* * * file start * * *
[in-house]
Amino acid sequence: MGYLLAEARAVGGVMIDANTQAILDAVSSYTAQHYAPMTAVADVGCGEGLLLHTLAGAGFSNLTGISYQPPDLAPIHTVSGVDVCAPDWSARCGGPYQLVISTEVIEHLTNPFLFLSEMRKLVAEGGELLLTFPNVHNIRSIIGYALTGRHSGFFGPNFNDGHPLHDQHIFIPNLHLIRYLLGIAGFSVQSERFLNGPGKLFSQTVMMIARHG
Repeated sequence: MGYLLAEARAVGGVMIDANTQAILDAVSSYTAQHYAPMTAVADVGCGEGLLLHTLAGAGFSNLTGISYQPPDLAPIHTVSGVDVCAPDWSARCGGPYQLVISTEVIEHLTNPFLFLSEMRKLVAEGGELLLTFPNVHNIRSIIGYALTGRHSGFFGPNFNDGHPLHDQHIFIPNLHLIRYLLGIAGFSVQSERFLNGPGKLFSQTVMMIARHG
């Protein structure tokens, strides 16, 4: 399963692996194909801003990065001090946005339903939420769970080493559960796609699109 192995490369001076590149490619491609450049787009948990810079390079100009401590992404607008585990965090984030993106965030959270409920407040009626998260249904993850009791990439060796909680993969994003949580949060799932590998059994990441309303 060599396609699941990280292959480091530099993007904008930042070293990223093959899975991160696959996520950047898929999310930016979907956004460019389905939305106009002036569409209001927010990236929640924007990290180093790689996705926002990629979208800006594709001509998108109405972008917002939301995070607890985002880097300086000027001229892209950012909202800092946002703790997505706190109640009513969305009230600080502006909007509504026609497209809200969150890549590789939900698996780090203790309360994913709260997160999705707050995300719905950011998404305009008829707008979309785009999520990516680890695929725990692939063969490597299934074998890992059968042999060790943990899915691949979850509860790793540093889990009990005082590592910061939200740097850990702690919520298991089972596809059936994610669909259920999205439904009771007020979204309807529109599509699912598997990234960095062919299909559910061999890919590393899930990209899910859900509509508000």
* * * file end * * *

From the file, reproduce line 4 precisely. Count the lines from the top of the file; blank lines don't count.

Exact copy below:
């Protein structure tokens, strides 16, 4: 399963692996194909801003990065001090946005339903939420769970080493559960796609699109 192995490369001076590149490619491609450049787009948990810079390079100009401590992404607008585990965090984030993106965030959270409920407040009626998260249904993850009791990439060796909680993969994003949580949060799932590998059994990441309303 060599396609699941990280292959480091530099993007904008930042070293990223093959899975991160696959996520950047898929999310930016979907956004460019389905939305106009002036569409209001927010990236929640924007990290180093790689996705926002990629979208800006594709001509998108109405972008917002939301995070607890985002880097300086000027001229892209950012909202800092946002703790997505706190109640009513969305009230600080502006909007509504026609497209809200969150890549590789939900698996780090203790309360994913709260997160999705707050995300719905950011998404305009008829707008979309785009999520990516680890695929725990692939063969490597299934074998890992059968042999060790943990899915691949979850509860790793540093889990009990005082590592910061939200740097850990702690919520298991089972596809059936994610669909259920999205439904009771007020979204309807529109599509699912598997990234960095062919299909559910061999890919590393899930990209899910859900509509508000």